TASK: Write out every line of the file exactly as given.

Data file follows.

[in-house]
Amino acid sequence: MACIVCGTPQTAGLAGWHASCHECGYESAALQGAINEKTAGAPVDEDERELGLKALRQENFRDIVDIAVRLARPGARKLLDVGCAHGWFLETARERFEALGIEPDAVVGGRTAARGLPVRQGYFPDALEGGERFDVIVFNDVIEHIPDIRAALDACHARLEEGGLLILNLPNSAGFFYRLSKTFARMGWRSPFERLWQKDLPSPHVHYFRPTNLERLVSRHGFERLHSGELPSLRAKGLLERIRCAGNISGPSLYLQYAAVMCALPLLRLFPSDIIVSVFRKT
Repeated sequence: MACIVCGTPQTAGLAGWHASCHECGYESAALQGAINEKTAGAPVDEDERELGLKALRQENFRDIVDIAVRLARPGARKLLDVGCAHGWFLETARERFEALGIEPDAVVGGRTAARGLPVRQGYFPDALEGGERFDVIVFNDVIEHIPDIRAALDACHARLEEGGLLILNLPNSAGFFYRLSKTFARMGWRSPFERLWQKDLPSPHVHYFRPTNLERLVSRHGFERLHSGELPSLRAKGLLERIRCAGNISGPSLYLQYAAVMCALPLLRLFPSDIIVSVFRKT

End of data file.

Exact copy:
[in-house]
Amino acid sequence: MACIVCGTPQTAGLAGWHASCHECGYESAALQGAINEKTAGAPVDEDERELGLKALRQENFRDIVDIAVRLARPGARKLLDVGCAHGWFLETARERFEALGIEPDAVVGGRTAARGLPVRQGYFPDALEGGERFDVIVFNDVIEHIPDIRAALDACHARLEEGGLLILNLPNSAGFFYRLSKTFARMGWRSPFERLWQKDLPSPHVHYFRPTNLERLVSRHGFERLHSGELPSLRAKGLLERIRCAGNISGPSLYLQYAAVMCALPLLRLFPSDIIVSVFRKT
Repeated sequence: MACIVCGTPQTAGLAGWHASCHECGYESAALQGAINEKTAGAPVDEDERELGLKALRQENFRDIVDIAVRLARPGARKLLDVGCAHGWFLETARERFEALGIEPDAVVGGRTAARGLPVRQGYFPDALEGGERFDVIVFNDVIEHIPDIRAALDACHARLEEGGLLILNLPNSAGFFYRLSKTFARMGWRSPFERLWQKDLPSPHVHYFRPTNLERLVSRHGFERLHSGELPSLRAKGLLERIRCAGNISGPSLYLQYAAVMCALPLLRLFPSDIIVSVFRKT